This was a very informative article for keeping us up to date on what's out there now. Lord, we all know how fast they change these days. I strongly agree with your business suggestions. My son's Lenovo T410 is holding up pretty well considering a 14 year old hammers on it every day. My Panasonic Toughbook's CF-31 and CF-53 are still as solid as a brick. As you stated, if you change every 2 years go for whatever you like. If you hold onto one and pay dearly for the added quality and features then stick with business or rugged types!
  • rdamiani - Thursday, December 8, 2011 - link

    I can't get excited about any of the current notebooks at any price point because of the craptastic 16:9 displays they all have. All a 1080p display means is a downgrade from the 16:10 1920x1200 display in my current notebook. Until that changes, I won't upgrade until my M4400 is dead.
  • melblanc - Monday, December 12, 2011 - link

    In the low end category I would assume also the Samsung 305U 11.6inch laptop with E350 (E450 in some markets). Just got it for my motherinlaw and it won for me personally over the HP DM1. Also it has matte display and 1.3mpix camera.

    Battery life might be concern there as it gets just 4cell battery, but then the weight of 1.2kg is great there. I would recommend it. Got it for 399EUR with E350/4GB 1333 RAM / 500 GB HD config. Here it gets just in black, but some markets also more fancy colors are available.

    - decent build
    - matte display
    - price
    - good camera

    - not all configurations available in all markets, E450 is available in some EU contries only, language specific characters an issue there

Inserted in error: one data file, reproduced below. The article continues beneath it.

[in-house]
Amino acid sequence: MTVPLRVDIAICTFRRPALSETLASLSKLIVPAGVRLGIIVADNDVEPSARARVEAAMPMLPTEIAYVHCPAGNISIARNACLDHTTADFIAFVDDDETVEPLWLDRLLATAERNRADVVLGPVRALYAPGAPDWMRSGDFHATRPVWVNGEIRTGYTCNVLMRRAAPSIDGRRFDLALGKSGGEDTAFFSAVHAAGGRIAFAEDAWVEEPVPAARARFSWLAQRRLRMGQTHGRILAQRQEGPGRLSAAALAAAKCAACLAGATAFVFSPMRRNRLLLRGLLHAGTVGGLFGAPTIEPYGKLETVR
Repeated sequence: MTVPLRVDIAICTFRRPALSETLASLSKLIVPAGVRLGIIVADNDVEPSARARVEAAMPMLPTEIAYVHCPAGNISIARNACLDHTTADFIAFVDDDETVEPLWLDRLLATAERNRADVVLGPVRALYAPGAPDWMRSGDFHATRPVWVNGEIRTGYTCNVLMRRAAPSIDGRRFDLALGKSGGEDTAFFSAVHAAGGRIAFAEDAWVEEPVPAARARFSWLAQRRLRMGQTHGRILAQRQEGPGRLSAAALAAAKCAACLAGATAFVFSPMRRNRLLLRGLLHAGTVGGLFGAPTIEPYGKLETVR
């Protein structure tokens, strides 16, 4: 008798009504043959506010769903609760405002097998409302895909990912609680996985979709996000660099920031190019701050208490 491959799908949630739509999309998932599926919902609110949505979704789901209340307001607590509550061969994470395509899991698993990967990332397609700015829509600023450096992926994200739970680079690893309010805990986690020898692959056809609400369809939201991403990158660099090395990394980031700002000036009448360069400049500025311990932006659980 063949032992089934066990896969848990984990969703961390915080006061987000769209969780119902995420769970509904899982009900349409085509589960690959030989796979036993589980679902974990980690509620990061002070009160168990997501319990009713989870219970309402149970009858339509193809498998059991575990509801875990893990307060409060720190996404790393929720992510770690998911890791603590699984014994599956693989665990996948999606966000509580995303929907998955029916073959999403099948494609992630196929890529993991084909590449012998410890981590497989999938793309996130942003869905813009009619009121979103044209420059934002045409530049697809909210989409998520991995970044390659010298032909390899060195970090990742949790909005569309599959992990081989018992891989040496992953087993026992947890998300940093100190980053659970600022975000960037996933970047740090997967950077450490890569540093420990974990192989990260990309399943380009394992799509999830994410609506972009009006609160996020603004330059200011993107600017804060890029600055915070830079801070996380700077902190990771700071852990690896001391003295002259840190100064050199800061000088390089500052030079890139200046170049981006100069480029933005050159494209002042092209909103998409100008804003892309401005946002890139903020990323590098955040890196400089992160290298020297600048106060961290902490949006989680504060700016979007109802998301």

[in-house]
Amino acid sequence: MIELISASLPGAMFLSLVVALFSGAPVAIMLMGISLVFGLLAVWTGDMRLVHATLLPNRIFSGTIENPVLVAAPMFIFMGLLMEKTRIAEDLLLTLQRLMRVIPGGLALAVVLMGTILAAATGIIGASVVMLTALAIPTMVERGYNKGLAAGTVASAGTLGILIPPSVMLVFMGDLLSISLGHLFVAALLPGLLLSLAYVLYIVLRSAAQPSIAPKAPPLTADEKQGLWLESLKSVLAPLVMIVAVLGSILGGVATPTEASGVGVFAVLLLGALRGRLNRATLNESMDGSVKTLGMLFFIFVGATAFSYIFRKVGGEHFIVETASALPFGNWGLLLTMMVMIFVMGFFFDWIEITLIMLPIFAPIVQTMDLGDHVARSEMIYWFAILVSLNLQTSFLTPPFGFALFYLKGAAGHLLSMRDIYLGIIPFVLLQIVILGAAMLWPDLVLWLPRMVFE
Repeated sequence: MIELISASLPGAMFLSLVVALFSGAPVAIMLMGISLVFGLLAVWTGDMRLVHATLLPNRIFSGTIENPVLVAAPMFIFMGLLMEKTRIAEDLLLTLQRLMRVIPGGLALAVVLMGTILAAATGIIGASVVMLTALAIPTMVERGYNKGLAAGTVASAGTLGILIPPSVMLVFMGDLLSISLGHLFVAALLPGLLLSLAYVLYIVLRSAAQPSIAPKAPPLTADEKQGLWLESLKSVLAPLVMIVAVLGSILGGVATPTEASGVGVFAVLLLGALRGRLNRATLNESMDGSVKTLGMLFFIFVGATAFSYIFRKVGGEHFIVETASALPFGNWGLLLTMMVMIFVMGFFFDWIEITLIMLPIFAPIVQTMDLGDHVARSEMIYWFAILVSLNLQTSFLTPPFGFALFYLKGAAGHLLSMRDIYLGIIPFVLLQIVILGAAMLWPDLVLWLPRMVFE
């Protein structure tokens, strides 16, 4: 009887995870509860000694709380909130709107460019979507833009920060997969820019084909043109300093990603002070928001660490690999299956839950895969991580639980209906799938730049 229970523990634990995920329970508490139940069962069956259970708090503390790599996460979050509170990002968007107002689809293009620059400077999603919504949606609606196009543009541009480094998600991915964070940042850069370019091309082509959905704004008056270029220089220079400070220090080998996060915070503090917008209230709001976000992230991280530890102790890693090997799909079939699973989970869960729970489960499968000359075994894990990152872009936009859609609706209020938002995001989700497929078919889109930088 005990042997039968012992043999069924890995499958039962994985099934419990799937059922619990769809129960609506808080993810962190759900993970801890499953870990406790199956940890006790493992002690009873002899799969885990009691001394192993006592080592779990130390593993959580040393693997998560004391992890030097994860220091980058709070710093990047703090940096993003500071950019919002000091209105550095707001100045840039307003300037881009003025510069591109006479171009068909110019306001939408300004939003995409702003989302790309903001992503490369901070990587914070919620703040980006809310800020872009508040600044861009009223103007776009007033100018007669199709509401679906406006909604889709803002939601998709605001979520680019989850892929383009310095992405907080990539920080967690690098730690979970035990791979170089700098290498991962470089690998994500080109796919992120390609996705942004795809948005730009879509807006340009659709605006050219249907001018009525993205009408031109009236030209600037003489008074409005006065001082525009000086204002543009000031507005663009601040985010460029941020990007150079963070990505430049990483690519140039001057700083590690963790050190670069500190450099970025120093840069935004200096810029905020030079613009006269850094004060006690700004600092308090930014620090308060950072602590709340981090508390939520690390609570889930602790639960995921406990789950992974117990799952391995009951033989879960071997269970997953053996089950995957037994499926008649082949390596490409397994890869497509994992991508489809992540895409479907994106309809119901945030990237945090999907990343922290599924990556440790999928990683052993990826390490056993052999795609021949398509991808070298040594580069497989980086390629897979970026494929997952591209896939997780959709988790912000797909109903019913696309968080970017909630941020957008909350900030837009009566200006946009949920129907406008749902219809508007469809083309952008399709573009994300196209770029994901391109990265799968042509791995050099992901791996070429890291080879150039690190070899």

- battery standard 4 cell, 6 cell available as extra
    - availability
  • ReverendDC - Monday, December 12, 2011 - link


    I love your articles and almost all of the material on your site. For the most part, AnandTech is the most even-handed of the sites.

    However, I think you missed the mark on this one in the "inexpensive" category. I have a 17.3" HP, 4 GB RAM, 500 GB (5400 RPM...yuck) HD, 1600x900 res system that I got for $379.99 at Best Buy (of all places!). It runs the "not suggested" A4, and absolutely kicks it for general computing and mild gaming. Unless you want to run the newest games, this is more than enough for the general population, and it is extremely speedy. The keyboard is sufficient, and the system doesn't have too much play (the top behind the screen is hollow, so it pushes down quite a bit....). It boots in about 20-30 seconds from a cold start, and all functions of Win7 are peppy, with all Aero effects in gear. Even with a (really crappy) 47 wHr battery, I get 5-6 hours out of a charge.

    Your "low cost" solution is about $120 more than this system (one with an i3 is also available at $420 HP G7 Pavilion series, mine is G7-1237DX), and your netbook solution is $80 more. For the majority of readers that are looking for GP and light/mild gaming, this would be great, but things like this aren't mentioned.